International Monetary Fund policies are to blame for impoverishing 15 million people in Argentina, the country's president has said.
Debt default triggered an economic crisis
Nestor Kirchner's comments came after an internal IMF report criticised the fund's relationship with the country over the past decade.
The report said the IMF had exacerbated the country's economic crisis, which struck in December 2001.
But Mr Kirchner said the self-criticism was simply too little, too late.
The IMF report also blamed the government for its 2001 debt default which triggered the crisis, pushing half the population into poverty.
"Obviously we can't ignore the responsibility of the ruling class in Argentina," Mr Kirchner told BBC correspondent Elliott Gotkine in Buenos Aires.
"But I think the IMF has to bear in mind that it is publishing this mea culpa 10 to 15 years after the events and that the damage it's left us with in Argentina is 15 million people or more living in poverty," he said.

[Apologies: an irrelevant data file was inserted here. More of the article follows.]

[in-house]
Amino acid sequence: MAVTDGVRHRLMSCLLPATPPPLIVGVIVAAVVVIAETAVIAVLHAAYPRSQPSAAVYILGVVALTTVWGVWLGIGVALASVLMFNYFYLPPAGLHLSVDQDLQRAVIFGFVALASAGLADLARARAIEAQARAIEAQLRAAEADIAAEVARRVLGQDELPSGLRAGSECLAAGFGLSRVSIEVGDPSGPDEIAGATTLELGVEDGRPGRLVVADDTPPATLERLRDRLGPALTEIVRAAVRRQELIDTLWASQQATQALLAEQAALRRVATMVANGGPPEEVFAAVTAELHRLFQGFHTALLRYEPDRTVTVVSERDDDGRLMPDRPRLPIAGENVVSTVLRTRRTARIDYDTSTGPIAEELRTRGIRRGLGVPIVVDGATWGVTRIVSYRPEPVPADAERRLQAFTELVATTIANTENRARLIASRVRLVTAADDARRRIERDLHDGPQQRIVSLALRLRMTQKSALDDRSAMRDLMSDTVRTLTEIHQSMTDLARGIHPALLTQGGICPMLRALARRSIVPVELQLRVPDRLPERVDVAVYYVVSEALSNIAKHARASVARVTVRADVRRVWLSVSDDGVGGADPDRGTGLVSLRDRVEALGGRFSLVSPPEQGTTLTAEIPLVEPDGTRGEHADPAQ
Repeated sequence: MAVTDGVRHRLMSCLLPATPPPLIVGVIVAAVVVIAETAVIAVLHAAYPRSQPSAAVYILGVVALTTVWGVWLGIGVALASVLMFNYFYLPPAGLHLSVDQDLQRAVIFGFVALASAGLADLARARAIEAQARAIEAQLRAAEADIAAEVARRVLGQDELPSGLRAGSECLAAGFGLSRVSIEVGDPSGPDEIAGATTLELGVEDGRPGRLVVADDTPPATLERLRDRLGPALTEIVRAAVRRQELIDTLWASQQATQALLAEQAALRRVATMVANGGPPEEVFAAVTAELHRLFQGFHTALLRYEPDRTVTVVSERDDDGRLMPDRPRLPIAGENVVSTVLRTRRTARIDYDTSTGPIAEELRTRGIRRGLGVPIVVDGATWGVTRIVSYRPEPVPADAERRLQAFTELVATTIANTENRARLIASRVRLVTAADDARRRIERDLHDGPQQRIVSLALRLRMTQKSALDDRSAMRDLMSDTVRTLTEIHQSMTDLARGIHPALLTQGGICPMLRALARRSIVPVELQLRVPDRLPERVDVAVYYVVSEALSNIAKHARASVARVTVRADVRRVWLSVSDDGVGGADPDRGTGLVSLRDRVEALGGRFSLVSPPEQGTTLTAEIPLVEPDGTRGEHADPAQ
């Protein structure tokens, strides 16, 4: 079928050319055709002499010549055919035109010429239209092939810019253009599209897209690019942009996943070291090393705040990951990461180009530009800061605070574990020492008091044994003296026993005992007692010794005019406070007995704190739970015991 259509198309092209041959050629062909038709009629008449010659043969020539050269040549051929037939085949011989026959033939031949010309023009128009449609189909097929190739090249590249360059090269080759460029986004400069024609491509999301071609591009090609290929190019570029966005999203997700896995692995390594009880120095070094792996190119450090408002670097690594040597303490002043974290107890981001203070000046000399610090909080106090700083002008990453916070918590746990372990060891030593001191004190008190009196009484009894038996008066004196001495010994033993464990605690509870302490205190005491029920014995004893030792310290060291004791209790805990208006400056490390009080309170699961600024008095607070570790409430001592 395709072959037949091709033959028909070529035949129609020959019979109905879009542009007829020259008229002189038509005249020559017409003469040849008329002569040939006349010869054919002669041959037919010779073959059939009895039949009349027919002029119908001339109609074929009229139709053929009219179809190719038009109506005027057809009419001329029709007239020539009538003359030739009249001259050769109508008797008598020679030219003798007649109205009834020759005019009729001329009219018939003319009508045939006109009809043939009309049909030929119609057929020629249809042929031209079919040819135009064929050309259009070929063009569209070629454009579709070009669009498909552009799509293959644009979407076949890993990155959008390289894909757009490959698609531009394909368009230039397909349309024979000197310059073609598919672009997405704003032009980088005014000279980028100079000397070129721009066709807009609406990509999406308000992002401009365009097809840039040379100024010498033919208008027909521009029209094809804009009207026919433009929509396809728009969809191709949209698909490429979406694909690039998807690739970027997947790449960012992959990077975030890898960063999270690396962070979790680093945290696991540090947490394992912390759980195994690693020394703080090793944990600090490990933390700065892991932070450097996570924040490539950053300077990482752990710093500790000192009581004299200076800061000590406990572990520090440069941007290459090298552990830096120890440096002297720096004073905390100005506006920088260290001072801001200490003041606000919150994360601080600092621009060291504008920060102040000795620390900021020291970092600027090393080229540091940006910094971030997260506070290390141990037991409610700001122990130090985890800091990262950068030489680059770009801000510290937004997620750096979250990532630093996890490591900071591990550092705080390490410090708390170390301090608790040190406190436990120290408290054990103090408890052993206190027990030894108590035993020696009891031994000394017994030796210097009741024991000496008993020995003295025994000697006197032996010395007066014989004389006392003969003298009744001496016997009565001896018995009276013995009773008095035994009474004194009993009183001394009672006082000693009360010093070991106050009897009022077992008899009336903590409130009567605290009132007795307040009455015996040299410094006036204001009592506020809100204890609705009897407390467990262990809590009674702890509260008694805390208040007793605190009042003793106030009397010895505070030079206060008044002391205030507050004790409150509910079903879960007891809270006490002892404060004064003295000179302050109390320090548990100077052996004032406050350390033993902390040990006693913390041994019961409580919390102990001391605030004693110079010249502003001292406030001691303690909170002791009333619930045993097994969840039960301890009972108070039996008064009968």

Mr Kirchner added that the Fund had been hypocritical to laud Argentina's economic progress throughout the last decade.
He noted that as late as 1998, the IMF invited Argentina's then leader, Carlos Menem, to address its annual meeting.
At that stage, he said, it was already becoming apparent that the Fund was now backing economic policies which were pushing the country towards disaster.
The IMF spent billions over a 10-year period to maintain a controversial exchange rate that pegged Argentina's peso to the dollar on a one-to-one basis.
It lent billions of dollars to Argentina, lauded as an exemplar of IMF-mandated economic reform, even though it knew Mr Menem would use the money to boost public spending ahead of presidential elections, he said.
When the IMF cut off support in late 2001 the government was forced to default on a portion of its $141bn foreign debt.
Argentina is still negotiating with creditors over the defaulted debt and the country's jobless rate hovers over 15%